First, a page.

The dirty secret is out.
The mayor of Glendale, AZ - home to a football game you may have heard about this weekend - has gone on record as saying that hosting the Super Bowl is going to cost his city money.
This is, of course, anathema to the NFL and its mindless boosters. Look at all the money that will be spent, they howl. Look at all the exposure. They've already started pillorying the poor guy for daring to question the NFL's narrative.
There's a saying among creative types when publishers and other moneyed sorts use that line: people die of exposure.
As for the other, sure, people spend money around the Super Bowl. This time, they're spending it in Phoenix, which is near Glendale, but is not Glendale. So a lot of those dollars Glendale, home to the cactus-shaped University of Phoenix Stadium And Giant Transforming Robot, simply isn't going to see. Then there's all the givebacks and demands the NFL makes of the host city: Free police escorts (these cost money). 35K free parking spaces (which therefore won't be generating money for the city). Free anti-counterfeiting police details (which cost money). Free hotel rooms for NFL personnel (which costs money and tax revenue). Exemption from taxes from the state, county, and city (which, as you might guess, costs the city money).
The full list is 150+ pages. Of demands. All of which either cost the municipality money or divert the revenue stream the host city is supposed to be getting from hosting the event.
And, of course, there's the nagging suspicion that an awful lot of the tourist dollars that the Super Bowl is bringing with it would have arrived anyway, simply in a different form. It's not like Arizona is hurting for snowbird visitors in the winter, and unlike the NFL, retired couples from St. Paul and Altoona don't demand tax free bennies.
That's the secret, then. Hosting a Super Bowl is a money loser for a city, and in many ways, a grift for the NFL. Free parking. Free hotels. Tax-free everything. Hell, they get bowling alleys as part of the deal. And they get all this while touting the imaginary economic benefits, and playing on the civic suckers who are desperate for the affirmation having a Super Bowl gives them.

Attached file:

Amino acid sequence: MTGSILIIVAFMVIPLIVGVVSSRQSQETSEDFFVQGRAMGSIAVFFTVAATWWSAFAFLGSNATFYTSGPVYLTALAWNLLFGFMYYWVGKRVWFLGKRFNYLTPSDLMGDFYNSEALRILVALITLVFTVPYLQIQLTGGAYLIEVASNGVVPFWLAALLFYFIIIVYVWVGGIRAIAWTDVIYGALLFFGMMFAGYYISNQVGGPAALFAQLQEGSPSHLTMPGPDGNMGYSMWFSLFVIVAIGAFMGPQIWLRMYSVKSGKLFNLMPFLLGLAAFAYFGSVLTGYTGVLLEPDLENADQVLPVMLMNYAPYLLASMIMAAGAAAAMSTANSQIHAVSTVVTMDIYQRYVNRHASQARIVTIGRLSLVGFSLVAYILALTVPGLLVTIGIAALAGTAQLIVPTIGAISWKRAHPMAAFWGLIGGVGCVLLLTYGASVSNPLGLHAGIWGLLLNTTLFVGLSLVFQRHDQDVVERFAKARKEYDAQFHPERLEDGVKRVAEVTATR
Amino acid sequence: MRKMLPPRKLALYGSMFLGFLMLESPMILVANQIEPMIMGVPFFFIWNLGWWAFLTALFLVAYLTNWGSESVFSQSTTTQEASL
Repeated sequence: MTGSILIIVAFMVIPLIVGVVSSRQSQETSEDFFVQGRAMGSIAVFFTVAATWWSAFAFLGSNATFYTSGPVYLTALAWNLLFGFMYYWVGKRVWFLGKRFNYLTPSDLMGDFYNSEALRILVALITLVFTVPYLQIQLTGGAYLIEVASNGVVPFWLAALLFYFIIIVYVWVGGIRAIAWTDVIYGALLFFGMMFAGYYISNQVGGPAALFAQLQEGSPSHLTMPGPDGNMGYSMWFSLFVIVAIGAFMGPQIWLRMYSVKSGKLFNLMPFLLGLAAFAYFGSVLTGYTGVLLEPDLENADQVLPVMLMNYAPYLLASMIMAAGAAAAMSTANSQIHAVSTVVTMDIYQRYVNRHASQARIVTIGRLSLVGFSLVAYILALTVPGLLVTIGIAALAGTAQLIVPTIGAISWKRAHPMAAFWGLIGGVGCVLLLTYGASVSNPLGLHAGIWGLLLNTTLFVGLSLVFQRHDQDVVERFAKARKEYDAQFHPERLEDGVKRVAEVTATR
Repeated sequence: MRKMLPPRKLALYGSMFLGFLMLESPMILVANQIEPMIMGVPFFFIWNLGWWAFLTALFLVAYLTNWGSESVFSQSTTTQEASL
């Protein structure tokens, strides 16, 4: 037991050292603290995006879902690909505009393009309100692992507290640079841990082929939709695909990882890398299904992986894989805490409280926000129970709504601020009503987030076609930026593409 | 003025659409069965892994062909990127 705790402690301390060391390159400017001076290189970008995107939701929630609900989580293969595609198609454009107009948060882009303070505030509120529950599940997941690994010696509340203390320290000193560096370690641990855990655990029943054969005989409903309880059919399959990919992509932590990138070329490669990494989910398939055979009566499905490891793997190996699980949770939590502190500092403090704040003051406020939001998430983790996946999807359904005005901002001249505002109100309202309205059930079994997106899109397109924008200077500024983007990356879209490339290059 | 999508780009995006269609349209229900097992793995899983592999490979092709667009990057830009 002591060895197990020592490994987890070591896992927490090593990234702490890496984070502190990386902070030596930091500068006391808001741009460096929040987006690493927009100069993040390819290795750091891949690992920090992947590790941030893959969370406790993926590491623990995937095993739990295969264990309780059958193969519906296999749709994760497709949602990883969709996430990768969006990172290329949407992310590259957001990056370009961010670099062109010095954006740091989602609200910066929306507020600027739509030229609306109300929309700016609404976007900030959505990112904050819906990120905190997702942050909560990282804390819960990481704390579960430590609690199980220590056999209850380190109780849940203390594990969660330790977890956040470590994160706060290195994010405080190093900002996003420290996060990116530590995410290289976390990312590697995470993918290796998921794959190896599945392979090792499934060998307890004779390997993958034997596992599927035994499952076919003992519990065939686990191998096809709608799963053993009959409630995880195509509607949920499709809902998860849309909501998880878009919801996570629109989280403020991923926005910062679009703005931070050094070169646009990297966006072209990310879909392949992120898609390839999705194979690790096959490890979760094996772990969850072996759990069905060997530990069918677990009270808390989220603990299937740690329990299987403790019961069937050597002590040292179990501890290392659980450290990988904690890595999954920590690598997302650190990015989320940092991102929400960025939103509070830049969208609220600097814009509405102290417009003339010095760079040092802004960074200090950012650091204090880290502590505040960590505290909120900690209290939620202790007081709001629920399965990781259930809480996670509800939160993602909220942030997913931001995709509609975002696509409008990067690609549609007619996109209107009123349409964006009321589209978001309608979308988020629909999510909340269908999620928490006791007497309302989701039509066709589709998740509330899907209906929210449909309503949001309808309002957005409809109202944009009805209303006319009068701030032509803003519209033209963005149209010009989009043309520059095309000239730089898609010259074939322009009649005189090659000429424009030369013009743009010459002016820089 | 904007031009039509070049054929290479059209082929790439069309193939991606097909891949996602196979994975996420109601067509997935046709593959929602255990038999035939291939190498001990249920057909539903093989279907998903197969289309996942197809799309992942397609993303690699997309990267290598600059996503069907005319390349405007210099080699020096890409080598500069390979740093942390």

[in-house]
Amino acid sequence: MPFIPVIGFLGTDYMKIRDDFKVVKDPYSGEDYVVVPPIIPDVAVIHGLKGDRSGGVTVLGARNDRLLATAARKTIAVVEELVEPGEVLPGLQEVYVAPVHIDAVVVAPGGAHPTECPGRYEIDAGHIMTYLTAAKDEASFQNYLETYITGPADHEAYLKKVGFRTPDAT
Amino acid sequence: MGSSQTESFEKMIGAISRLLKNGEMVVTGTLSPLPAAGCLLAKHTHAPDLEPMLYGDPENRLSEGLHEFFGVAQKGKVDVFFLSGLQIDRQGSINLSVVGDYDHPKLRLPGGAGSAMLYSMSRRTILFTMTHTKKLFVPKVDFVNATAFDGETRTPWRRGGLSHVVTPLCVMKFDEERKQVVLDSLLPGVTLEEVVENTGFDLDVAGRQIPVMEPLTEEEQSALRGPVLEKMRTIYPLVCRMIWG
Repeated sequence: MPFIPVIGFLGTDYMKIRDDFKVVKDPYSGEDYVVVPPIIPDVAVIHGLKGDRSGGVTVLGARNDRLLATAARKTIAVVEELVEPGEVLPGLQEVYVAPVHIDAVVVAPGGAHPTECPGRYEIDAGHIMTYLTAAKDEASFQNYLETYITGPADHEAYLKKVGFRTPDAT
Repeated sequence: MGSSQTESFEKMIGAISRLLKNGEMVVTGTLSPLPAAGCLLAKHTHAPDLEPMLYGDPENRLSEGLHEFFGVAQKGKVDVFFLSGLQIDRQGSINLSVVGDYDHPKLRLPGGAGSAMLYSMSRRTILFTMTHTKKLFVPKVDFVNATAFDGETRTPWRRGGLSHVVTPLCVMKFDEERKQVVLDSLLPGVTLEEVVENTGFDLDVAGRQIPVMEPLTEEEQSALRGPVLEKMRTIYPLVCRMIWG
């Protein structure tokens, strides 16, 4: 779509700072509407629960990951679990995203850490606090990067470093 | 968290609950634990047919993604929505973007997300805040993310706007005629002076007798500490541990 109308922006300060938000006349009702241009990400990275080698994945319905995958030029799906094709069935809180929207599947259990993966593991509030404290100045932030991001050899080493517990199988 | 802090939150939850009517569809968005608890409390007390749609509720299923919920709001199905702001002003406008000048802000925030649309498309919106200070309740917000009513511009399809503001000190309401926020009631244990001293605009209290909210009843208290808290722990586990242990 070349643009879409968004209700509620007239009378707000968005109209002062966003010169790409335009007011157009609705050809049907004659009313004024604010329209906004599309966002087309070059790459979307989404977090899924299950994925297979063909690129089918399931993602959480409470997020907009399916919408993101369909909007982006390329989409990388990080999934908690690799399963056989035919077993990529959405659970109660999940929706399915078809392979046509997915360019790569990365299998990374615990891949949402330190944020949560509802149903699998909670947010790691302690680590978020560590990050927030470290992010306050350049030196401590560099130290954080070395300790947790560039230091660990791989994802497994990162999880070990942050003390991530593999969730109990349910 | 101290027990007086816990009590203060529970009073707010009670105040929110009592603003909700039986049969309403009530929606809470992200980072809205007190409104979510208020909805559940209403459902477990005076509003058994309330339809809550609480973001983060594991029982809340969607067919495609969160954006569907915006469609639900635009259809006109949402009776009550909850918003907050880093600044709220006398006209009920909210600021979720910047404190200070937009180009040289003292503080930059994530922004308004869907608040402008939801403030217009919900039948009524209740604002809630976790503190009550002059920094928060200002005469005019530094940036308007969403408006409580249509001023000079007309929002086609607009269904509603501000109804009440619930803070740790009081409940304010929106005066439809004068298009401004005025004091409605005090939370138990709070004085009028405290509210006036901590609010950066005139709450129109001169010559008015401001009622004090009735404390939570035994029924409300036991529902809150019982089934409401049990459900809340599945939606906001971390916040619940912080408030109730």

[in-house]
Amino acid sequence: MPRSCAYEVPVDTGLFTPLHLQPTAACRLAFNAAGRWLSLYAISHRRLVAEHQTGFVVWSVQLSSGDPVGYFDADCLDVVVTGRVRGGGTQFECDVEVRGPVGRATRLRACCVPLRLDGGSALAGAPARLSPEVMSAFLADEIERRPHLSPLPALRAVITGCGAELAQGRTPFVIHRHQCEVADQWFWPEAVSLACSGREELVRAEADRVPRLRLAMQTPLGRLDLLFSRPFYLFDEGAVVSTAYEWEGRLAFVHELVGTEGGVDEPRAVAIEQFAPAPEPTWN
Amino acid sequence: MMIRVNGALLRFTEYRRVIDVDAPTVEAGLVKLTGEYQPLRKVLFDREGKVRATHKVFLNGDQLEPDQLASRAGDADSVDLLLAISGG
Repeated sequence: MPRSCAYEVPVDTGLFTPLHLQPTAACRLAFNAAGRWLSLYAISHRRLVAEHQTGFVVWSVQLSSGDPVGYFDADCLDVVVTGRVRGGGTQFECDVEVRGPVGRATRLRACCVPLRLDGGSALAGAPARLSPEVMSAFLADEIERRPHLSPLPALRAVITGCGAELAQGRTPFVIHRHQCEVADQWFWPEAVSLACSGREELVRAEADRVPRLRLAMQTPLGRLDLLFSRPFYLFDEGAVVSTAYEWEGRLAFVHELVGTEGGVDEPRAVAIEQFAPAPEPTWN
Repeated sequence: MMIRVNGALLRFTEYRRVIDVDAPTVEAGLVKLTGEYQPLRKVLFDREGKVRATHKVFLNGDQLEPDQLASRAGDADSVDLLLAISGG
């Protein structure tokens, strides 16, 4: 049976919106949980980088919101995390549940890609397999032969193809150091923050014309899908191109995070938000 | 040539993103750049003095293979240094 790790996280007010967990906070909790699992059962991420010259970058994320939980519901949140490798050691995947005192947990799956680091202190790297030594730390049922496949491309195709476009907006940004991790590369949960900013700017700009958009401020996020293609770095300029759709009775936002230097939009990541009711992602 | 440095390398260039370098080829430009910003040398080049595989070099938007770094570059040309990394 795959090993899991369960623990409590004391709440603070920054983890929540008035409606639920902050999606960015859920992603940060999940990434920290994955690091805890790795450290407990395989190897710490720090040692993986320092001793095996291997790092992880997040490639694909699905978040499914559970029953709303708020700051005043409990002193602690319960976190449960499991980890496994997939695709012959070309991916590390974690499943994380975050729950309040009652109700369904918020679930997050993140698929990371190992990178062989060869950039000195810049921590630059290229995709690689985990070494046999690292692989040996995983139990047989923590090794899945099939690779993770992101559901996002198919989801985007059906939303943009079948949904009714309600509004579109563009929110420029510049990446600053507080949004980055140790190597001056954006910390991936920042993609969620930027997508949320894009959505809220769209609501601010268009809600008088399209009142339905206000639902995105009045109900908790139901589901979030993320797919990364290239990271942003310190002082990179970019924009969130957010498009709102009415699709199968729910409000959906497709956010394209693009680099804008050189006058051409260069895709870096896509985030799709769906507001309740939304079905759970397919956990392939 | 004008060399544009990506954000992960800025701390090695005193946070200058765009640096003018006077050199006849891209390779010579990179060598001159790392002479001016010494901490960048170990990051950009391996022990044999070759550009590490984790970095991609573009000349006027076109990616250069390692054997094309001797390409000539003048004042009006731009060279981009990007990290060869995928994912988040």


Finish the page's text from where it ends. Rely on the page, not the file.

And then you look at that model, and you think about its application elsewhere. You think about the deficit-wracked state of Missouri about to hand over half a billion dollars to a billionaire real estate developer to keep the endlessly mediocre Rams in town because something something something new stadium and oh hey LA looks nice. You think about the city of San Diego announcing how willing it is to give tons of money to keep the Chargers, who as a civic treasure rate somewhere behind the world's largest lemon. And past that, you've got city councils in places like Las Vegas lining up to fork over hundreds of millions to build stadiums for teams that don't exist. And if you squint hard enough, you see a national political fight to ram a deeply troubled and troubling pipeline that would create a grand total of 35 new permanent jobs across the entire continent while politicos scream about how it's really a "jobs bill".
It is, of course, all the same grift, just with different details. The overpromise, the paid-for cheerleaders, the stunned public left with the enormous bill and unfulfilled promises. And the guarantee that the next time the grifter comes calling, they'll be happy to do it again.